About a third of those accounts contained passwords, salted and hashed using the weak SHA-1 algorithm, which has largely been deprecated in recent years in favor of stronger password scramblers. The data also contained sign-up dates and the date of the last login.
Some of the exposed user information dates back to 2007.
Many of the accounts don't have passwords because they signed up to the commenting tool using a third-party service, like Facebook or Google.
The theft was only discovered this week after the database was sent to Troy Hunt, who runs data breach notification service Have I Been Pwned, who then informed Disqus of the breach.
The company said in a blog post, posted less than a day after Hunt's private disclosure, that although there was no evidence of unauthorized logins, affected users will be emailed about the breach.
Users whose passwords were exposed will have their passwords force-reset.
The company warned users who have used their Disqus password on other sites to change the password on those accounts.
"Since 2012, as part of normal security enhancements, we've made significant upgrades to our database and encryption in order to prevent breaches and increase password security," said Jason Yan, chief technology officer, in the post.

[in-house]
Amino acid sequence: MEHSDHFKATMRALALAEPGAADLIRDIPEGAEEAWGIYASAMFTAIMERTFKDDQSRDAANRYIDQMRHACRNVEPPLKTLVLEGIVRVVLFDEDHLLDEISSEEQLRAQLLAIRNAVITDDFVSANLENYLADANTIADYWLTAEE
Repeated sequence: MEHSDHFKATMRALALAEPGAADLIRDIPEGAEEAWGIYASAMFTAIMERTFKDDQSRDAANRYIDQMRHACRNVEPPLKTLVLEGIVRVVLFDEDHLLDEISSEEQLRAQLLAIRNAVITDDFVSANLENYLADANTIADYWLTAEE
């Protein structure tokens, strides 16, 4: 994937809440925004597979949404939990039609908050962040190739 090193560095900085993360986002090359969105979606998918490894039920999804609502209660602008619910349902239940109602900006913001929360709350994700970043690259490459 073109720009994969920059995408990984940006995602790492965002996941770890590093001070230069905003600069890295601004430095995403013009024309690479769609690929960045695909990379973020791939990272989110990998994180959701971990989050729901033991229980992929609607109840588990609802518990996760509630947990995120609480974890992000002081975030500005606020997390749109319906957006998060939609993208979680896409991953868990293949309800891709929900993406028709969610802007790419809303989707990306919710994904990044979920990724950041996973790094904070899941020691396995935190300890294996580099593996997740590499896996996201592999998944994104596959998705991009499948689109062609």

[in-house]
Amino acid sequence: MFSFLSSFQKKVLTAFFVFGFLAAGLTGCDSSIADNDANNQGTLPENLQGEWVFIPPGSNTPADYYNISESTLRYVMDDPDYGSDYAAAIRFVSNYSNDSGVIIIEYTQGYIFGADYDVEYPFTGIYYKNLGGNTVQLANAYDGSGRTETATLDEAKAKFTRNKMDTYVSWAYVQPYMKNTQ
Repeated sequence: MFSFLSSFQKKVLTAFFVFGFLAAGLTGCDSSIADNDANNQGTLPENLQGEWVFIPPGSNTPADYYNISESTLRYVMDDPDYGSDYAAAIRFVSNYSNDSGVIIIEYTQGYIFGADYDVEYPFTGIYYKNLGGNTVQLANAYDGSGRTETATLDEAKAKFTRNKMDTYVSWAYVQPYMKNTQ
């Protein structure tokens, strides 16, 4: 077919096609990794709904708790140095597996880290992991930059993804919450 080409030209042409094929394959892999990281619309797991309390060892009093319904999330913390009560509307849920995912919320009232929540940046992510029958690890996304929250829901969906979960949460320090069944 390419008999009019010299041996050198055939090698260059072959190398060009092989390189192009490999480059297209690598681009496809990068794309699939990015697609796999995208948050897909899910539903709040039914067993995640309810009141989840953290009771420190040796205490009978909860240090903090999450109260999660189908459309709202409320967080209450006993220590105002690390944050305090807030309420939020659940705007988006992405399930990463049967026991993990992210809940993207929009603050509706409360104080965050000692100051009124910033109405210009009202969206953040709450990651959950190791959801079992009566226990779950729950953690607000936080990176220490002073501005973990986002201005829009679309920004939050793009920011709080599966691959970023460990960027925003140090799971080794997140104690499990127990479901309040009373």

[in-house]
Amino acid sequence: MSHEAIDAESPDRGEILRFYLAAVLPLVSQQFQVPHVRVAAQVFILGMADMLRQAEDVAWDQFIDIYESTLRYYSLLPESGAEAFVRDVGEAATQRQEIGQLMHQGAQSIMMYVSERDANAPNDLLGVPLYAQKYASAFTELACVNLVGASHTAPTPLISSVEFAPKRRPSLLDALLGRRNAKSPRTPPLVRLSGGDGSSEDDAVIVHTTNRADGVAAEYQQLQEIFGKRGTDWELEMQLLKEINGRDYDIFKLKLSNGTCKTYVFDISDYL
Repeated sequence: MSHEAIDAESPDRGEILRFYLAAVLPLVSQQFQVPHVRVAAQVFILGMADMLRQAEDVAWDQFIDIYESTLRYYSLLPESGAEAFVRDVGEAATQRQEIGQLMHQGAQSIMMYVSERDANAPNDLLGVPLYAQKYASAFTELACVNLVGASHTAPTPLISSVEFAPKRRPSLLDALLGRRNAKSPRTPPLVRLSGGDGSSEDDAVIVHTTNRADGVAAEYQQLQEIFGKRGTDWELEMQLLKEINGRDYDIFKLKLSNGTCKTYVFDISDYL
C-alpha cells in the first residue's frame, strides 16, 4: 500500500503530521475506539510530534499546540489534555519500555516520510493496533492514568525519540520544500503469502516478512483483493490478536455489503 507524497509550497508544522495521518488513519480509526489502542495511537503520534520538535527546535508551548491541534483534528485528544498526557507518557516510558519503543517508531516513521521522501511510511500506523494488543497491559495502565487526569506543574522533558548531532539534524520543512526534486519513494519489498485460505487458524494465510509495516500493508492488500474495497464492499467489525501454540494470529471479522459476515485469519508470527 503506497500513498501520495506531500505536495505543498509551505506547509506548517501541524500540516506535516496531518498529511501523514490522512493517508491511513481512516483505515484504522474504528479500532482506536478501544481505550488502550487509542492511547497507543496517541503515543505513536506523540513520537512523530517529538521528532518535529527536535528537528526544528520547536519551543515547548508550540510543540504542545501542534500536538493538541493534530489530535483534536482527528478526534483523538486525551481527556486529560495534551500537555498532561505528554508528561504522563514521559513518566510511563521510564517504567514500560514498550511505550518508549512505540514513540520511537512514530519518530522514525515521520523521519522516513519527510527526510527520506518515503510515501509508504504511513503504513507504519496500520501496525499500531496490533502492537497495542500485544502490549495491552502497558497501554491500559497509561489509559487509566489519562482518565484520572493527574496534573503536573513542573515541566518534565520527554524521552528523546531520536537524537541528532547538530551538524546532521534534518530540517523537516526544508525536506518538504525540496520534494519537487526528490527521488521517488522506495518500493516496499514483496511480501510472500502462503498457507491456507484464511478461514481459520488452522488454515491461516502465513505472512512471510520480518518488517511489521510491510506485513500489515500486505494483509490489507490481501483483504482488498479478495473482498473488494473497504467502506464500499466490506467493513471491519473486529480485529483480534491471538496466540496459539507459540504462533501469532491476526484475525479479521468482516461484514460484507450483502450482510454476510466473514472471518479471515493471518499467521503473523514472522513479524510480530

Yan said that the company changed its password hashing to bcrypt, a much stronger password scrambler, in late 2012, and made other upgrades to improve security.
"Our team is still actively investigating this issue, but we wanted to share all relevant information as soon as possible," said Yan.
Daniel Ha, chief executive, told ZDNet that the company was looking into all responsible and necessary disclosures, with customers and government authorities.
Ha added that the stolen data represents less than 10 percent of the company's current user base. Since the breach, the number of website using its platform has increased by five-fold, he said.
The company says more than 50 million comments are submitted using its service every month.
Disqus joins several other companies, like LinkedIn, MySpace, and Yahoo, who have in the past year and a half revealed a historical data breach dating back to the turn of the decade.
Hunt, a security expert, praised the company's response.
"In the space of less than 24 hours after first learning of the breach, Disqus has managed to assess the breach data, establish a timeline of events, reset passwords on impacted accounts, craft a very transparent announcement and liaise candidly with the press," said Hunt.
"It's a gold standard for responding to a security incident and sets a very high bar for others to aspire to in future," he added.
Hunt added that 71 percent of email addresses were already in Have I Been Pwned's database of more than 4.7 billion records.